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The Art of the Literary Poster

An exploration of late nineteenth-century American literary posters—a vibrant genre at the vanguard of modern commercial art and graphic design.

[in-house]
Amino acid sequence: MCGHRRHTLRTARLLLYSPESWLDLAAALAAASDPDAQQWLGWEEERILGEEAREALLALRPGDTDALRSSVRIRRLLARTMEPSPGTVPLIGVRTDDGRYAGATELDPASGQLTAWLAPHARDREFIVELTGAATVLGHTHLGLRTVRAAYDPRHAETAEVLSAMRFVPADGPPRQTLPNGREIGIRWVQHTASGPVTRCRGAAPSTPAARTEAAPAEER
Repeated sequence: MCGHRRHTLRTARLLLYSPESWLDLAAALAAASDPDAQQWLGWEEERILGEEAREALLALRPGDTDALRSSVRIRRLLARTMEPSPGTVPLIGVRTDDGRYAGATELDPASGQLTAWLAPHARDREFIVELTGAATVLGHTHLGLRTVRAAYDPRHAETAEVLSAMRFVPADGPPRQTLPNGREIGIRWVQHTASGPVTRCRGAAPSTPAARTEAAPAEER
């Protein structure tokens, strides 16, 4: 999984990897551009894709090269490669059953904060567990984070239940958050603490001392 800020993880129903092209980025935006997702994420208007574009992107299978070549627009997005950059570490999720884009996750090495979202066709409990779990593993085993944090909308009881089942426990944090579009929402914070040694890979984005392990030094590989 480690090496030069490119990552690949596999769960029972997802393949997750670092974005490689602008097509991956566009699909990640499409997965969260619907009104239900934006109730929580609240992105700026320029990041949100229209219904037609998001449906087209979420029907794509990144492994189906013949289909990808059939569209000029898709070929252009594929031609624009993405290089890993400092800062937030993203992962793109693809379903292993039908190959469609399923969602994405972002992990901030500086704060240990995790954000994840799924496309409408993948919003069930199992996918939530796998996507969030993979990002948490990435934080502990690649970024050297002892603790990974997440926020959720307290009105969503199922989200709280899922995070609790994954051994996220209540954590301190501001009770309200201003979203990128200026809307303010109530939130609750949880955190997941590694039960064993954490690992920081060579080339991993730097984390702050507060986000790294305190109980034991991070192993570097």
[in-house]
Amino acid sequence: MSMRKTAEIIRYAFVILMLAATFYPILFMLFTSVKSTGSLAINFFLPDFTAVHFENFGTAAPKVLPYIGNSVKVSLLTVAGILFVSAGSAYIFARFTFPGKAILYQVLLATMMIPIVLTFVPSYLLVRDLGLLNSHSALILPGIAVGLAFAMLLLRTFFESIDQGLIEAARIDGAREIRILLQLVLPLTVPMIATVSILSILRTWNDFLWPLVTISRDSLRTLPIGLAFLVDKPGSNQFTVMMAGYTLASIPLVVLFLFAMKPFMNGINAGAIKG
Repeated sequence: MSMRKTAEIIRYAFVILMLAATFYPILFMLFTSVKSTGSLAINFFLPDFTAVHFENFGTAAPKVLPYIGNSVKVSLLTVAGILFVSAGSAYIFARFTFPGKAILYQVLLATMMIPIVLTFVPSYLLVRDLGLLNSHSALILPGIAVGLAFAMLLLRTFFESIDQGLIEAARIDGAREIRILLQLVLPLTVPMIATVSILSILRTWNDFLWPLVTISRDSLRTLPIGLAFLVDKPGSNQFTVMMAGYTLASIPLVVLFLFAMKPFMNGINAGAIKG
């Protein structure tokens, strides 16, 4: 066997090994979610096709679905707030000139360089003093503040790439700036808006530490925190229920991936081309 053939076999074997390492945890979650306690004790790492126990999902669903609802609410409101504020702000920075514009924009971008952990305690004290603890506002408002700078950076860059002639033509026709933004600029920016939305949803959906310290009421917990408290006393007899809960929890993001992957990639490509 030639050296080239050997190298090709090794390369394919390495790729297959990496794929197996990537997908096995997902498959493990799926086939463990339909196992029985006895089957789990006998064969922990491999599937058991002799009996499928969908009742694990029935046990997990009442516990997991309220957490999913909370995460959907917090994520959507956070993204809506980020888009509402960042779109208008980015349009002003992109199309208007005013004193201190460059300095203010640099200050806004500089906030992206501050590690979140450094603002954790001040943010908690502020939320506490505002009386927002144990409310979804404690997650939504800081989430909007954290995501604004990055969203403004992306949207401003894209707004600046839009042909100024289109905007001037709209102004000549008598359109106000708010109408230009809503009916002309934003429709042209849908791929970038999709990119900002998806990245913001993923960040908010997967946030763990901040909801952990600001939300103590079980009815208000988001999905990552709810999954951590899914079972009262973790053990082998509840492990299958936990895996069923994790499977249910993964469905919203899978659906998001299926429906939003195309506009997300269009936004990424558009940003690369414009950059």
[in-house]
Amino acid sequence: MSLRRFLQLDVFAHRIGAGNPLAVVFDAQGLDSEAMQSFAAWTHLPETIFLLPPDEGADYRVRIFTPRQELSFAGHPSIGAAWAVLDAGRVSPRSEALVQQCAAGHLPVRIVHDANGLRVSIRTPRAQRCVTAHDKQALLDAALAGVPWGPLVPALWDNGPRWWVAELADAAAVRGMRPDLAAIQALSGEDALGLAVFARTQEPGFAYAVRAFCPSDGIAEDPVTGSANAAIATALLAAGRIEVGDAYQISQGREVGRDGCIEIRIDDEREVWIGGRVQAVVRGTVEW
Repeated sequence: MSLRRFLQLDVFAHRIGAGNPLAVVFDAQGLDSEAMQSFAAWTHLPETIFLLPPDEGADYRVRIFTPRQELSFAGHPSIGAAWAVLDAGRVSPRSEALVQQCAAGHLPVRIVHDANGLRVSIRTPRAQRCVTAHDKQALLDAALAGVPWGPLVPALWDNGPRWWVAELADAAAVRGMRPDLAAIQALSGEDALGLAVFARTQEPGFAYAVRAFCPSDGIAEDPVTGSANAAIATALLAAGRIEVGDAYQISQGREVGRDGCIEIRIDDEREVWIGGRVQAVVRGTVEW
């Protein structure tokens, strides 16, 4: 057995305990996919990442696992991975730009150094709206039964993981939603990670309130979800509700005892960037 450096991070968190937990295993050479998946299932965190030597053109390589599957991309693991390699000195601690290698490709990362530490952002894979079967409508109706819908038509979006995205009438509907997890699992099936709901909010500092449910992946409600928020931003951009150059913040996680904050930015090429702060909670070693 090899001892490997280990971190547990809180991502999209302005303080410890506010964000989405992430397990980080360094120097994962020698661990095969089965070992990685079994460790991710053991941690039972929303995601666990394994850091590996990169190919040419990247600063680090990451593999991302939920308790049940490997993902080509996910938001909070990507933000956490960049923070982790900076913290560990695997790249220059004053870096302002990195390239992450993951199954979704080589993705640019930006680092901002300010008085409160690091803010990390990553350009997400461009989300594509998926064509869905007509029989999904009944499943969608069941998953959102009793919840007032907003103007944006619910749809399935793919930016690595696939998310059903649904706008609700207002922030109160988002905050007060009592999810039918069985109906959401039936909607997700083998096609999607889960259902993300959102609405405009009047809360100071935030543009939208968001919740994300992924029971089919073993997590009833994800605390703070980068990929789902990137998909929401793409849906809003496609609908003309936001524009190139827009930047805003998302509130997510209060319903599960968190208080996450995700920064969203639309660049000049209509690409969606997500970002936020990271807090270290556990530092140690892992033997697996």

Spurred by innovations in printing technology, the modern advertising poster emerged in the 1890s as a popular form of visual culture in the United States. Created by some of the best-known illustrators and graphic designers of the period—including William H. Bradley, Florence Lundborg, Edward Penfield, Maxfield Parrish, and Ethel Reed—these advertisements for books and high-tone periodicals such as Harper’s and Lippincott’s went beyond the realm of commercial art, incorporating bold, stylized imagery and striking typography. This book, based on the renowned Leonard A. Lauder Collection, explores the craze for literary posters, which became sought-after collectibles even in their day. It offers new scholarly perspectives that address the aesthetic sophistication and modernity of the literary poster; the impact of early experiments in the field of advertising psychology; the expanded opportunities for women artists, who played an important role in advancing the so-called poster style; and the printmaking techniques that artists employed in this novel art form. Hardcover, 256 pages.

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